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Children's Rights versus Murray Rothbard's The Ethics of Liberty

by John Walker
Libertarians for Life
Copyright 1991

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You may have read reviews of Murray Rothbard's book The Ethics of Liberty (Humanities Press, 1982). Unfortunately, most of the reviews failed to cover (or barely touched upon) how he handles the questions of abortion and children's rights. And it is on these issues that Dr. Rothbard shows why so many find him exciting and why others find his arguments outside economics to be less than impressive.

First, let it be noted that Dr. Rothbard can be very impressive in attacking the injustice of government's dealings with the young. He makes excellent points in his critique of current policies. It is good -- and essential -- to point out, for instance, that minors guilty of crimes tend to be given shorter sentences than those deemed "in need of supervision". And while those charged with crimes have finally been granted procedural rights, those who need "supervision" are deemed to have no right of redress against the state at all. It all boils down to classic anti-libertarianism: aggression is less of a crime than independence. And Dr. Rothbard is to be credited for reporting the facts.

But if he should be praised for his critique of government, Dr. Rothbard deserves considerably less credit for his own efforts to justify abortion and abandonment. Even among some libertarian "pro-choicers", his arguments have frequently produced little more than acute discomfort bordering on embarrassment. Yet at the same time, others have given his views instant acceptance. The paradox deserves more attention than it has received.

Dr. Rothbard holds that parents have the right to abandon their children at any time, regardless of the consequences. So also, he insists that abortion is a right. The difference between Dr. Rothbard and some other "pro-choicers" is that he is quite willing to concede (if only for the purpose of discussion) that the preborn are persons. He makes it quite clear that his arguments apply equally well to the preborn, infants, and all children.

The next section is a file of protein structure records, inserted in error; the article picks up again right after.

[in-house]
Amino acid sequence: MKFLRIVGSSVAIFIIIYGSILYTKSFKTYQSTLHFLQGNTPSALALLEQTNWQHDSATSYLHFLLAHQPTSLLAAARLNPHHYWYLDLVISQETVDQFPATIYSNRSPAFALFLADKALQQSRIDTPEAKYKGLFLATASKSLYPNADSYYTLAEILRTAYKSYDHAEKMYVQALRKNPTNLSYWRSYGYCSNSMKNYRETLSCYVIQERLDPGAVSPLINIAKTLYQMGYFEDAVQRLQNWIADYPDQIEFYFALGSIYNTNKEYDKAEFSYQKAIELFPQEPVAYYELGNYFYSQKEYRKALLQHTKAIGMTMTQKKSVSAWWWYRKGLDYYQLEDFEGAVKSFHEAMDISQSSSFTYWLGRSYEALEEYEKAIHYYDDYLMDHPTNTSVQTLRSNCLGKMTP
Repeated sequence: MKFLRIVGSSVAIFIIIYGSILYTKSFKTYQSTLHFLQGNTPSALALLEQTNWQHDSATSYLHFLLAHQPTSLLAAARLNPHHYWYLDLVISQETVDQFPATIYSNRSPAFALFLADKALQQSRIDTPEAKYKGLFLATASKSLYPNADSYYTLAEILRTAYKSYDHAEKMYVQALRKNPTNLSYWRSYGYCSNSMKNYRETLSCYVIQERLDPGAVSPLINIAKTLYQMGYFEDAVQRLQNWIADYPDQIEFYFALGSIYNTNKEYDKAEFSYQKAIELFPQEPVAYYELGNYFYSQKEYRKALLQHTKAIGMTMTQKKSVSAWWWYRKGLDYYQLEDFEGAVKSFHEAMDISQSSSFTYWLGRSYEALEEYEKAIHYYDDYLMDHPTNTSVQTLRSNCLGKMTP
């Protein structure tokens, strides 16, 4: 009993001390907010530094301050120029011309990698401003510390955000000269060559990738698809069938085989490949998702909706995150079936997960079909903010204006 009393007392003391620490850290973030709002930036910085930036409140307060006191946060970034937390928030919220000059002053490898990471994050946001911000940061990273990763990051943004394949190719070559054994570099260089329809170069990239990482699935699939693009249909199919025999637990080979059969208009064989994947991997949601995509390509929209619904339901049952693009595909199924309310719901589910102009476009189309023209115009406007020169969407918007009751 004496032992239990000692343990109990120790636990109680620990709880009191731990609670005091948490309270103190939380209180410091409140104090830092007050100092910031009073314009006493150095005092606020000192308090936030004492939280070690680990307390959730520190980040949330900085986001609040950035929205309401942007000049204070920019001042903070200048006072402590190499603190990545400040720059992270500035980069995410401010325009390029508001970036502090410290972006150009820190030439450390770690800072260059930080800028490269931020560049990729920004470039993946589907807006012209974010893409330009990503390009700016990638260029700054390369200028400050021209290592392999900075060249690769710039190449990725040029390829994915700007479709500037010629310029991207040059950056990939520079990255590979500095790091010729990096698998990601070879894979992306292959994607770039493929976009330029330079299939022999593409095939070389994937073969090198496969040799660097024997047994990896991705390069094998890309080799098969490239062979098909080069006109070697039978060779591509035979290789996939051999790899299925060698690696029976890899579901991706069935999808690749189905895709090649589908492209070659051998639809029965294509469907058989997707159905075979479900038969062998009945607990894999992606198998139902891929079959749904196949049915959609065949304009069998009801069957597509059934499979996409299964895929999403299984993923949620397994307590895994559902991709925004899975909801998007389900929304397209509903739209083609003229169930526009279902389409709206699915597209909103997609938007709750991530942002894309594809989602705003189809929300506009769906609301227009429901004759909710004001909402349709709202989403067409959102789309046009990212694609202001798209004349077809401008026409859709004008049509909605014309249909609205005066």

The chain of reasons by which Dr. Rothbard arrives at his conclusions is relatively simple. We are necessarily self-owners. Our will is absolutely inalienable. You could not sell yourself into slavery, for instance, because being a slave would entail the surrender of your will. So also even in more customary contract situations, you can not agree to do something in the future because what if you changed your mind and didn't want to do it any longer? To be compelled to perform the service would be an alienation of your will -- and, as such, an intolerable injustice. So parents have the right to abandon children because we all have the right to abandon anything that requires our continued labor.

Dr. Rothbard agrees that we can owe money or property. Such things can be alienated from us. But labor, services, the exercise of will, no. Dr. Rothbard's position on abandonment, then is an unavoidable conclusion of his most fundamental premises. Abortion is merely a case of abandonment: "eviction." If the child's death results, that is immaterial.